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Let’s talk about POWER – part II

In previous discussions, I've explored the limited weight budget allocated for smart components in everyday eyewear—approximately 15 grams (0.53 ounces),  review of optical technologies, with free space optics and waveguides emerging as the leading candidates, as well as the power limitations imposed by battery technology, specifically the 180mWh/gram efficiency offered by cutting-edge LiPo batteries.

Today, I aim to dive deeper into the implications of these power and weight restrictions on the overall functionality and performance of the system.

A primary consideration in our exploration is determining the weight allocation for the batteries, as this will directly influence the total power budget we can work with. The choice between optical solutions—whether waveguide or free space optics—plays a significant role in this determination. Assuming the frame, electronics and hinges are similar, the main difference between smartglasses solutions will be in the optical engine, lenses and battery size.

To illustrate this, let's examine a top-level comparison of the weight budget allocated for free space optics versus waveguide solutions. As seen below, the main differences relate to the combiner material (glass versus Polycarbonate), the number of waveguide layers, and the requirements for the ophthalmic solution, with waveguides necessitating additional elements, whereas free space optics designs can incorporate the prescription directly into the lens.

Weight (grams)

Free  Space



Monocular Combiner



Waveguide single layer glass. Free Space PC

Monocular Optical Engine



Frame, Hinges & Electronics



Total Monocular (w/o battery)



Waveguide – requires side balancing due to optical engine on the side

Total Binocular (w/o battery)



Battery weight budget



Glasses limit for all day use is 50 grams

Battery power budget (W/H)



Ophthalmic Correction per side



Free Space – Added Thickness to the combiner

Waveguide – Front & Back Lenses

Battery weight budget with Ophthalmic Correction



Waveguide with Ophthalmic correction weighs above 50 grams

Battery power budget (W/H)



From the analysis presented, it is evident that, under optimal conditions, the power budget (derivate from the weight budget limitations) for Free Space and Waveguide solutions—excluding considerations for the ophthalmic component—stands at 1.8 W/h and 0.9 W/h, respectively. If we base our calculations on a scenario where the system operates continuously for 6 hours, a Free Space System would be able to utilize up to 300mW average power budget for a binocular setup while a  Waveguide-based system would be limited to 150mW (average power budget).

Now let’s add to the discussion the optical efficiency of both the waveguides and the free-space solutions.

For AR combiners to effectively overlay digital images onto real-world views, a minimum contrast ratio of 1.5 is necessary. This means for every nit of brightness from the scenery that reaches the eye, the display must add an additional 0.5 nits to ensure visibility. Given that average sunny conditions are about 10,000 nits, sunglasses which reduce incoming light by approximately 85% would require the display brightness to around 750-1000 nits at the user’s eye to achieve satisfactory visibility.

The following images compare the Free Space and Diffractive Waveguide Optical solutions.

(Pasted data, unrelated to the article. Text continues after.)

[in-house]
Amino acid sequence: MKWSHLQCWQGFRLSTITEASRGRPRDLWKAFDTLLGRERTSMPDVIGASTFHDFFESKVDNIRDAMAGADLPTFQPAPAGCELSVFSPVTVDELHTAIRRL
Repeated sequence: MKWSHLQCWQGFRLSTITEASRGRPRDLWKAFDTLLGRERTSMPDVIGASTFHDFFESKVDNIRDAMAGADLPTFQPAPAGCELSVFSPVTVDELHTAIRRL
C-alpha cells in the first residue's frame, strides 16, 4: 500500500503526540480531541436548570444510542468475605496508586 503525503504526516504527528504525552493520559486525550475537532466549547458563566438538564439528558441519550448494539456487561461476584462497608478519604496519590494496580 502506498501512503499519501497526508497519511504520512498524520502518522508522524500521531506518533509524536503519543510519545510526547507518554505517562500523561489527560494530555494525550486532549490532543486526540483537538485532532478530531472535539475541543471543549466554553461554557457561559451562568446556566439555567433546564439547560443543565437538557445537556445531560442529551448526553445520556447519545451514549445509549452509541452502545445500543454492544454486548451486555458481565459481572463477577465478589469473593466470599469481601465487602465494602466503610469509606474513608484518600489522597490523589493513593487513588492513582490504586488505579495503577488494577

The comparison between Free Space and Diffractive Waveguide optical solutions reveals substantial differences in their efficiency. With an optical path that is roughly 30 times more efficient, Free Space optics are compatible with low-power RGB OLEDs for projecting images. On the other hand, the lower light efficient Diffractive Waveguides require brighter light sources as LCOS, DLP, LBS, and MicroLEDs that consume more power. This contrast highlights the influence of optical efficiency on choosing the appropriate display technology for Augmented Reality (AR) devices, with direct implications for both power consumption and overall device functionality.

The following chart shows several image sources and their ability to meet the thresholds of free space and waveguide combiners. 

Source – Bernard C. Kress – Optical Architectures for Augmented-,Virtual-, and Mixed-Reality Headsets

In our comparative analysis of free-space and waveguide optical solutions, two fundamental distinctions emerge, profoundly impacting their performance and suitability for augmented reality (AR) applications. The first distinction lies in the weight of the materials used—Polycarbonate versus Glass, along with the methods employed to integrate the ophthalmic solution. Free-space optics, utilizing lighter materials and a more efficient integration method, offer a notable advantage in this area. This difference not only affects the comfort and wearability of the AR glasses but also has implications for the device's overall design and functionality.

The second key distinction is in their optical efficiency. The free-space solution boasts a significantly higher optical efficiency compared to waveguide technologies. This efficiency translates into a critical advantage: the ability to use low brightness, power-efficient OLED image sources. The outcome of this efficiency is not merely a reduction in power consumption; it also leads to a dramatic extension of the device's operational life, with potential working times extended to approximately eight times longer than those offered by waveguide-based solutions using the same battery.

   *Monocular Device

These two pivotal differences—the weight of the optical components and the optical efficiency—collectively work in favor of the free-space solution, showcasing its superiority in integrating a larger battery and achieving extended usage durations, thereby enhancing the overall user experience in AR applications.


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